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13 - 15 October 2020 // Nuremberg, Germany

Chillventa Newsroom

Refrigerants – a particularly valuable asset!

The quotas set down in the F-Gas Regulation have driven up the prices for many refrigerants, and some are now simply no longer available on the market. In most cases, refrigeration equipment has a very long service life and requires regular servicing. The refrigerant contained in the equipment system is a particularly valuable asset.

What does the F-Gas Regulation say about making use of these refrigerants?

The Regulation addresses, and challenges, plant manufacturers, refrigeration and air-conditioning businesses, and the foremen, technicians and refrigeration mechatronics engineers in these businesses. The Chillventa Congress and the three Chillventa Forums offer a wealth of information on the subject of refrigerants. The presentations and a summary of their contents are provided on the website. Reserve your ticket for the Congress today.

Refrigerants are stored in the refrigeration equipment that the businesses look after. If the equipment is constructed correctly and regularly serviced, the refrigerants will not be “consumed”.

What needs to be done? What is permitted under the F-Gas Regulation?

An understanding of the F-Gas Regulation is essential to the use of the refrigerants in existing equipment. A key element here is the definition of terms in Article 2 of the Regulation. It is not enough to assign meaning to these terms based on technical knowledge, because in some cases, the authors of the Regulation have created their own definitions, which do not always coincide with those of the previous version from 2006. In this connection, here is a selection of the terms from Article 2, Definitions:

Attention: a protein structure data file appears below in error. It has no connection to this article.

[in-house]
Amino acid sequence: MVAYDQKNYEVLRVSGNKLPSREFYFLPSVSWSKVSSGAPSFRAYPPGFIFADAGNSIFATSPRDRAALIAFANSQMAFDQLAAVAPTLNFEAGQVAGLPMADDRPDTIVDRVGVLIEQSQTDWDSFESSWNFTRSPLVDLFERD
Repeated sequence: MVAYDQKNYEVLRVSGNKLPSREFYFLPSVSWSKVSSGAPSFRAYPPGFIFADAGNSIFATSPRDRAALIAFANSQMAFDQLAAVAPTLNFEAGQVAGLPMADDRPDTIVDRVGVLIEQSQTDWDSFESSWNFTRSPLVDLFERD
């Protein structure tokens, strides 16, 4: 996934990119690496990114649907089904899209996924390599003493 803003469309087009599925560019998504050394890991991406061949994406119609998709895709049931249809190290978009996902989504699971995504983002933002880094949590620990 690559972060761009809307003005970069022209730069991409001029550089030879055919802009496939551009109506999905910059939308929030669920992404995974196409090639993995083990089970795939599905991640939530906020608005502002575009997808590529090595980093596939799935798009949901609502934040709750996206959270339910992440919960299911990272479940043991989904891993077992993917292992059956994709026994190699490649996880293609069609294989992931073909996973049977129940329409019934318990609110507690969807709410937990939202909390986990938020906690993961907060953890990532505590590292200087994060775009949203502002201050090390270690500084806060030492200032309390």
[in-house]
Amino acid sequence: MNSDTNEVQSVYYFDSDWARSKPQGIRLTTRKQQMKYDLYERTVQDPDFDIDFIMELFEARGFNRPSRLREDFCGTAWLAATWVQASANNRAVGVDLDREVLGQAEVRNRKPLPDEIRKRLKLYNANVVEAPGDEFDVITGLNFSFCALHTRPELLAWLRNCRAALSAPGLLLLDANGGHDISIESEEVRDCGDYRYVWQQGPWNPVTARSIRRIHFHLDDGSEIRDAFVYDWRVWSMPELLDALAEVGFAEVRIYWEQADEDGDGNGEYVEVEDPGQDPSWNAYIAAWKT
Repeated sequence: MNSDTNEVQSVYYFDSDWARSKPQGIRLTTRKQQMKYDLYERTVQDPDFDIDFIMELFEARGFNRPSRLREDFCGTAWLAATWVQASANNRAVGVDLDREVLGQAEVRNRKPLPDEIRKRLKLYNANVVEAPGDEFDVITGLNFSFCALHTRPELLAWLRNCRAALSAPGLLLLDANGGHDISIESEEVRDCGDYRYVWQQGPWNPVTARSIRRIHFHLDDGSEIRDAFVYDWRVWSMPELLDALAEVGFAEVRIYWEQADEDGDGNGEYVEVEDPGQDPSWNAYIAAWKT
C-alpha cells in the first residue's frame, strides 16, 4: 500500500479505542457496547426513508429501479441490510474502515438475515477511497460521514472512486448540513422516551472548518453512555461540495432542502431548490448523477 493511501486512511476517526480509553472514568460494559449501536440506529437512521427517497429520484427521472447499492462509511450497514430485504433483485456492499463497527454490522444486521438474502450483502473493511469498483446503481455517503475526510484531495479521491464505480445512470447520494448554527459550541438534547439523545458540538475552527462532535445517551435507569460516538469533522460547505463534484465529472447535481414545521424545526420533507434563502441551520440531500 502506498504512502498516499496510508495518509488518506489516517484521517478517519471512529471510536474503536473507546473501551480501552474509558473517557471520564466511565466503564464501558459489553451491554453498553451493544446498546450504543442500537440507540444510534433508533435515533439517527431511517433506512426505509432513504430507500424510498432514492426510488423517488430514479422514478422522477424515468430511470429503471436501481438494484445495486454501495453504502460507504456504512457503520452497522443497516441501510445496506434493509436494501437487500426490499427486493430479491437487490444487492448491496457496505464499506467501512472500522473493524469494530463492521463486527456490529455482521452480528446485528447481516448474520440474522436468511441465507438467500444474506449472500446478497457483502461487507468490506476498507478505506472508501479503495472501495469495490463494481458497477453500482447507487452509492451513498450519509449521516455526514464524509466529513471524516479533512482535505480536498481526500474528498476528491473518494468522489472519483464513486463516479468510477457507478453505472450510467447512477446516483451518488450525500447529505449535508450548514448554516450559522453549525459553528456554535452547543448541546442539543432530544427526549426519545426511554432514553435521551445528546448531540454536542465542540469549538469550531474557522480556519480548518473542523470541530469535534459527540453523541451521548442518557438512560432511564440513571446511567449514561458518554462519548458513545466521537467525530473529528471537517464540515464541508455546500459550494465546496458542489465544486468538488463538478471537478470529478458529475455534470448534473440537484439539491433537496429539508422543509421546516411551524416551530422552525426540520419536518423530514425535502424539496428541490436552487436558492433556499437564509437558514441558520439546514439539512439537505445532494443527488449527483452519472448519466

(10) ‘placing on the market’ means supplying or making available to another party in the Union for the first time, for payment or free of charge, or using for its own account in the case of a producer, and includes customs release for free circulation in the Union;

“Placing on the market” relates principally to the manufacturers of refrigerants and importers that import refrigerants into the EU, or manufacture them in the EU and sell them to third parties. This term is used in Articles 1, 2, 11, 14, 16, 17, 18, 19, 21 and 25, and Annexes III and V.